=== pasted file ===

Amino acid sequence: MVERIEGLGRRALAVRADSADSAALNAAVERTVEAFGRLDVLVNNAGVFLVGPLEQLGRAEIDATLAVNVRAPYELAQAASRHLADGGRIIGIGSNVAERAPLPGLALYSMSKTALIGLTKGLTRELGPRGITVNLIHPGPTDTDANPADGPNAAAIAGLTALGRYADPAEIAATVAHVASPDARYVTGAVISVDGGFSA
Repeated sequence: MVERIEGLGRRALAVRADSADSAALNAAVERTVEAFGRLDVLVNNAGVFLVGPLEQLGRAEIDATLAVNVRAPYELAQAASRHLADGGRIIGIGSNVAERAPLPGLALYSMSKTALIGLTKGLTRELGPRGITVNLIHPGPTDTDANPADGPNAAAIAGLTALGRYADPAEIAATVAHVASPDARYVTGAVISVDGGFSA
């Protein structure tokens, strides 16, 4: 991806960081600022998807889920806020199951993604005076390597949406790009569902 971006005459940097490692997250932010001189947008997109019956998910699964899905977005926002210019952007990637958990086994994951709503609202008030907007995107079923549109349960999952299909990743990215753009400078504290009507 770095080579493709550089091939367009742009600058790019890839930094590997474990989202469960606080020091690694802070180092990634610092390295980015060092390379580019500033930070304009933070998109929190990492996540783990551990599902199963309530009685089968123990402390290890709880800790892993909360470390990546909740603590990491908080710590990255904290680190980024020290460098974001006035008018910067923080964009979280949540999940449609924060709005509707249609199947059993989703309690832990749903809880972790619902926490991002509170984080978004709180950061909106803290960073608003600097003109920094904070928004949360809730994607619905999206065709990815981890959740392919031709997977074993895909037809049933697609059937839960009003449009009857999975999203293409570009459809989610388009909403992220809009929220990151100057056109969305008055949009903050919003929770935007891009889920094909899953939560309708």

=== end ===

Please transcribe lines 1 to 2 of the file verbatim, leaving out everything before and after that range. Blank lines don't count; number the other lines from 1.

Amino acid sequence: MVERIEGLGRRALAVRADSADSAALNAAVERTVEAFGRLDVLVNNAGVFLVGPLEQLGRAEIDATLAVNVRAPYELAQAASRHLADGGRIIGIGSNVAERAPLPGLALYSMSKTALIGLTKGLTRELGPRGITVNLIHPGPTDTDANPADGPNAAAIAGLTALGRYADPAEIAATVAHVASPDARYVTGAVISVDGGFSA
Repeated sequence: MVERIEGLGRRALAVRADSADSAALNAAVERTVEAFGRLDVLVNNAGVFLVGPLEQLGRAEIDATLAVNVRAPYELAQAASRHLADGGRIIGIGSNVAERAPLPGLALYSMSKTALIGLTKGLTRELGPRGITVNLIHPGPTDTDANPADGPNAAAIAGLTALGRYADPAEIAATVAHVASPDARYVTGAVISVDGGFSA